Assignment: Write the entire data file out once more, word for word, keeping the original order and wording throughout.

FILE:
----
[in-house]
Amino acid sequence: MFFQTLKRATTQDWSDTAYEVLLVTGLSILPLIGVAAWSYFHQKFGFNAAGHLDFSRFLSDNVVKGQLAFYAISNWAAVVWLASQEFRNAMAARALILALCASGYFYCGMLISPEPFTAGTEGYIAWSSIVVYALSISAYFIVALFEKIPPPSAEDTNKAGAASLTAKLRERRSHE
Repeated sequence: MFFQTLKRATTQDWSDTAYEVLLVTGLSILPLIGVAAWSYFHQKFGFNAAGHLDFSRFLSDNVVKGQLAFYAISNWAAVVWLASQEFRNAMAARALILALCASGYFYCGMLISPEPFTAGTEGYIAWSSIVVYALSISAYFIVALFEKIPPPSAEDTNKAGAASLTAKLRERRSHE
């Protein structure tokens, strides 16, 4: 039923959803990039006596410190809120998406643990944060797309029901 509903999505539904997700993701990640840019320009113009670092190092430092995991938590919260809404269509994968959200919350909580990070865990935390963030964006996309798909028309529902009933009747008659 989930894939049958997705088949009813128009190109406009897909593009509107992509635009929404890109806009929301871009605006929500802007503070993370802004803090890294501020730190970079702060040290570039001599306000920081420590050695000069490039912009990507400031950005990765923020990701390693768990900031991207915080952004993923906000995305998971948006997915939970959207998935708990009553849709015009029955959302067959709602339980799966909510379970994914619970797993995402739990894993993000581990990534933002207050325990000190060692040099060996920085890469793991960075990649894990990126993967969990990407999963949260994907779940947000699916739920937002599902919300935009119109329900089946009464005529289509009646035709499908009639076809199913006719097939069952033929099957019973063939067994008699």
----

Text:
[in-house]
Amino acid sequence: MFFQTLKRATTQDWSDTAYEVLLVTGLSILPLIGVAAWSYFHQKFGFNAAGHLDFSRFLSDNVVKGQLAFYAISNWAAVVWLASQEFRNAMAARALILALCASGYFYCGMLISPEPFTAGTEGYIAWSSIVVYALSISAYFIVALFEKIPPPSAEDTNKAGAASLTAKLRERRSHE
Repeated sequence: MFFQTLKRATTQDWSDTAYEVLLVTGLSILPLIGVAAWSYFHQKFGFNAAGHLDFSRFLSDNVVKGQLAFYAISNWAAVVWLASQEFRNAMAARALILALCASGYFYCGMLISPEPFTAGTEGYIAWSSIVVYALSISAYFIVALFEKIPPPSAEDTNKAGAASLTAKLRERRSHE
């Protein structure tokens, strides 16, 4: 039923959803990039006596410190809120998406643990944060797309029901 509903999505539904997700993701990640840019320009113009670092190092430092995991938590919260809404269509994968959200919350909580990070865990935390963030964006996309798909028309529902009933009747008659 989930894939049958997705088949009813128009190109406009897909593009509107992509635009929404890109806009929301871009605006929500802007503070993370802004803090890294501020730190970079702060040290570039001599306000920081420590050695000069490039912009990507400031950005990765923020990701390693768990900031991207915080952004993923906000995305998971948006997915939970959207998935708990009553849709015009029955959302067959709602339980799966909510379970994914619970797993995402739990894993993000581990990534933002207050325990000190060692040099060996920085890469793991960075990649894990990126993967969990990407999963949260994907779940947000699916739920937002599902919300935009119109329900089946009464005529289509009646035709499908009639076809199913006719097939069952033929099957019973063939067994008699």